Question Teaching, Practice Learning
( A daunted but determined teacher irons out the creases of her brain)
From when I first thought of it, the word Encounteract struck me as a kind of incantation. A wishful way of responding to the overwhelming, complicated and scarily accelerated problems at large in the world today. This was its conception in a very general sense.
En-counteract! En-counteract! Sparks fly! Bigots and trolls lose momentum and roll off the edge of the world, the alt-right implodes in a dramatic allergic reaction to intersectional feminism, decoloniality and black power!
Ok, well as a single word it probably would not have accomplished any of that – not by itself anyway – but it was well intentioned.
"I have started to see Encounteract as a doing word,
As a teacher I have also found the word useful as a way to think about my job. Teaching is a cyclically responsive series of actions, directed towards a seemingly endless supply of triggers and contexts. Encounter…act, encounter…act. The two states – of observing and responding - roll continuously into one as the teacher assess their student’s learning and their own teaching and then adapts their approach to try and engage new reactions from students. Students, similarly, observe and react to their teacher. I have started to see Encounteract as a doing word, but also as a state of being.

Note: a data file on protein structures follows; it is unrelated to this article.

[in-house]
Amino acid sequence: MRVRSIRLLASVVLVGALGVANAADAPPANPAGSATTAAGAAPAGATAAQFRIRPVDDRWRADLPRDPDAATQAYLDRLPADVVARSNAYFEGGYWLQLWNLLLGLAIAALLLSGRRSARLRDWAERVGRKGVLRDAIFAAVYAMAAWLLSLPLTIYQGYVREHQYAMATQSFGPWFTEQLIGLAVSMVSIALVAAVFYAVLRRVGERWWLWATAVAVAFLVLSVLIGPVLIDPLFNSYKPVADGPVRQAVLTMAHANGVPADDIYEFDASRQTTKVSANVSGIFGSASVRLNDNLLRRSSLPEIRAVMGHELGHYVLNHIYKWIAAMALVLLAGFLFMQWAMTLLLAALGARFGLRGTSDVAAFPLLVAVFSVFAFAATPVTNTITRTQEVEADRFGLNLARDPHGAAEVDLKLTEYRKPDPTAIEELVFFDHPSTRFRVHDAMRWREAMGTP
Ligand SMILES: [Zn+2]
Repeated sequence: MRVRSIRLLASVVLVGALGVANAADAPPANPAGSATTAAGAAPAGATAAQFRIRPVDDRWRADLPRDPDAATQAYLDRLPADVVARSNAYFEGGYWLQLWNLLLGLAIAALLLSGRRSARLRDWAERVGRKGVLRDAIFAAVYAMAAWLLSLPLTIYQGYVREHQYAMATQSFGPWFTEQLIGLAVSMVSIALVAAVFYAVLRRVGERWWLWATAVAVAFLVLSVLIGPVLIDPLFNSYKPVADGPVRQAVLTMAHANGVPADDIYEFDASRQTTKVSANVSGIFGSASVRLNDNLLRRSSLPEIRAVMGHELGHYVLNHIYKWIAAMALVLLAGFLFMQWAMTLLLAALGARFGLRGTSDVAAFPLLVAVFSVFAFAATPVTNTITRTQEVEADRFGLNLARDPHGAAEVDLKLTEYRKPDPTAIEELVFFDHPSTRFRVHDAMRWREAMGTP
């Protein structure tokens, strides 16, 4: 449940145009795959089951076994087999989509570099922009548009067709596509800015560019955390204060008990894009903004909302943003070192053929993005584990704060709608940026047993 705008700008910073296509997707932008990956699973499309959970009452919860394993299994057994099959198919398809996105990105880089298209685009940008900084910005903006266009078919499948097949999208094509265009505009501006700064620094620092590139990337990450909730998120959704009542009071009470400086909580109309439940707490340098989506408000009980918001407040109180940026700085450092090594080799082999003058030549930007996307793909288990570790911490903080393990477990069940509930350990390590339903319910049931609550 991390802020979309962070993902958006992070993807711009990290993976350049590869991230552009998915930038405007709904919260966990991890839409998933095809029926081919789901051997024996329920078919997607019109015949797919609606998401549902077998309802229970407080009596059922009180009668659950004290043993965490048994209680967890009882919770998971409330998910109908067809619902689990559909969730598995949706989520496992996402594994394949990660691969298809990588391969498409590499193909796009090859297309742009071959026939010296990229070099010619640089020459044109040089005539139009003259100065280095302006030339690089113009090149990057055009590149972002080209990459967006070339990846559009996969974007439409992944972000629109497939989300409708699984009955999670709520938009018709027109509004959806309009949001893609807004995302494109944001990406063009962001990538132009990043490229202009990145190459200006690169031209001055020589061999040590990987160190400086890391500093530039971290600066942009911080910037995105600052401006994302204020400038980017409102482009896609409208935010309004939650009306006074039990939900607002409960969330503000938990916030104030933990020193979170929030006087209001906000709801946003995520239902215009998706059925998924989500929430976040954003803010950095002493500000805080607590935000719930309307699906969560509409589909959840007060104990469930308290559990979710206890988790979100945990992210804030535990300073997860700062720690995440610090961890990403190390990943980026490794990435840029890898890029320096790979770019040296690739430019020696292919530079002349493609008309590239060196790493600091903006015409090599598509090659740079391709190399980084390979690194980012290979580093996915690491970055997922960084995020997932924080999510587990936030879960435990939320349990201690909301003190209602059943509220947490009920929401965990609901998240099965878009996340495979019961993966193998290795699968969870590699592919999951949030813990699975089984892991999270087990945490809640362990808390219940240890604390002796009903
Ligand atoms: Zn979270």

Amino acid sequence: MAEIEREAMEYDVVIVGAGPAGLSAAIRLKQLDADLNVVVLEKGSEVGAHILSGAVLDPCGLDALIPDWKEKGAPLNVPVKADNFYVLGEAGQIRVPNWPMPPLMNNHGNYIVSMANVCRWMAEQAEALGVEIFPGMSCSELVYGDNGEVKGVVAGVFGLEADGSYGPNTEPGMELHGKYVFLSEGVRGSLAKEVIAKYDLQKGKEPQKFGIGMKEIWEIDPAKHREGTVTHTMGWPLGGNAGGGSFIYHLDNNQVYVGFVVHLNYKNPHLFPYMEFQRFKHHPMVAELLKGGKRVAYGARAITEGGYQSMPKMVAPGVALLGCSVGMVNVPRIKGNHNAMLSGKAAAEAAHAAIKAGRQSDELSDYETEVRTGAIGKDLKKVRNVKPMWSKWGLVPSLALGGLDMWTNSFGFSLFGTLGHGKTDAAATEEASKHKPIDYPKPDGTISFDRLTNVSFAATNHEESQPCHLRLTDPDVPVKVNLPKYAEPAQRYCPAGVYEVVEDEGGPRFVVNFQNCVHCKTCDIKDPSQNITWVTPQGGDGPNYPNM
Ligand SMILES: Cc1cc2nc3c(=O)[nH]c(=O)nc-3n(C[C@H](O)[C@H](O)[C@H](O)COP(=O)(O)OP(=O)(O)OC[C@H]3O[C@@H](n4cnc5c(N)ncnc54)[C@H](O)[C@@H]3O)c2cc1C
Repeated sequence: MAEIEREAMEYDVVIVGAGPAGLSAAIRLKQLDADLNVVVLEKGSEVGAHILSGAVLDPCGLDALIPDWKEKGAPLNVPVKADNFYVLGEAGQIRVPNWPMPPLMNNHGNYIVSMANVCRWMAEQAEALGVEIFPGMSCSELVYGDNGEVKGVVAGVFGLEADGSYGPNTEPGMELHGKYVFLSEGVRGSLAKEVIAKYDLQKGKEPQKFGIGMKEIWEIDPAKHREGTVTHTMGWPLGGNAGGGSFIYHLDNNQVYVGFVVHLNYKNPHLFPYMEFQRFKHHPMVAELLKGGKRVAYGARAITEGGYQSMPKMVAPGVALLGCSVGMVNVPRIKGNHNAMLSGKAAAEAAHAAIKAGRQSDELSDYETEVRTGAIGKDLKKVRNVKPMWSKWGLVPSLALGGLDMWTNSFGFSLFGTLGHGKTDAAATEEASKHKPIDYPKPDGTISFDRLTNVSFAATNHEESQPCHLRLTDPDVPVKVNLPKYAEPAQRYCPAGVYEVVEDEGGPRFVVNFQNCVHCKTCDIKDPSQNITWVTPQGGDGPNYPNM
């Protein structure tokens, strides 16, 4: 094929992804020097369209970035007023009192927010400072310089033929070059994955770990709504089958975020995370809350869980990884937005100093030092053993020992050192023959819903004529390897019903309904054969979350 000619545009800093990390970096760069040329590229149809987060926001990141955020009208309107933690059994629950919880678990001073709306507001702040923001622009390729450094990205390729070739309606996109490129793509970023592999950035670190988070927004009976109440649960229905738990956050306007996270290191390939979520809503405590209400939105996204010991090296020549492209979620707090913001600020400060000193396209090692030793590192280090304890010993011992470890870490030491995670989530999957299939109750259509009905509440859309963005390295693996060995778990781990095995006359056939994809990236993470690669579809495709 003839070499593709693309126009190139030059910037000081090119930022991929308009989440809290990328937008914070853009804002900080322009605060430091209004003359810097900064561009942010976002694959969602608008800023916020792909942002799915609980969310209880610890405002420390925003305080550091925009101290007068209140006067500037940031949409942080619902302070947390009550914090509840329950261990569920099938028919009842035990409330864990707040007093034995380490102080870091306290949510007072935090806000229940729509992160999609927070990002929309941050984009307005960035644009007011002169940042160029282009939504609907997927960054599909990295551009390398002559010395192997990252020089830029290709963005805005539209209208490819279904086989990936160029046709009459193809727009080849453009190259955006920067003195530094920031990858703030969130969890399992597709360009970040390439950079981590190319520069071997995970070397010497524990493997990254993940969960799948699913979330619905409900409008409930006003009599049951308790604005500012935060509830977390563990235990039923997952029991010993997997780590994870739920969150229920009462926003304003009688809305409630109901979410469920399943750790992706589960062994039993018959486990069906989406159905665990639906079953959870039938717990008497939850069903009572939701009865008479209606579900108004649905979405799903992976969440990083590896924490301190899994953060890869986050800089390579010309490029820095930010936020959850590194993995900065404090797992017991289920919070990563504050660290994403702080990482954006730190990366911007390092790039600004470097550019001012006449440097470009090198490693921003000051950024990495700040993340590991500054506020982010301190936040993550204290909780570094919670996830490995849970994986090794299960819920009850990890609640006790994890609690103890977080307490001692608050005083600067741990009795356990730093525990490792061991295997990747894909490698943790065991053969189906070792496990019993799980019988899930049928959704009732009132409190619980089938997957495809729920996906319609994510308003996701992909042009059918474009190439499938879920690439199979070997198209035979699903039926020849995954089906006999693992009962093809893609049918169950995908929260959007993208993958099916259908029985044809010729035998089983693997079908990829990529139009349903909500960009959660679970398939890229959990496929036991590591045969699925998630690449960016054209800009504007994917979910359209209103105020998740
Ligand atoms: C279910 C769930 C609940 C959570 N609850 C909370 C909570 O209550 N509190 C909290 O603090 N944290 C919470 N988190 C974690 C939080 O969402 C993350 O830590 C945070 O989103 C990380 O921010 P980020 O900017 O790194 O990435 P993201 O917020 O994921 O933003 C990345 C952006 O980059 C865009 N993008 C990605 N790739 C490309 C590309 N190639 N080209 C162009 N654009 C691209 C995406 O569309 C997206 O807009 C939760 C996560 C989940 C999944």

This is a blog about teaching in South Africa, but it is more specifically about MY experience of teaching in South Africa and how I contextualise and understand this experience through a personal, politicised lens. My opinions are my own. Unless otherwise stated or academically referenced I draw from observation and reflection.
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You’re welcome to Encounteract!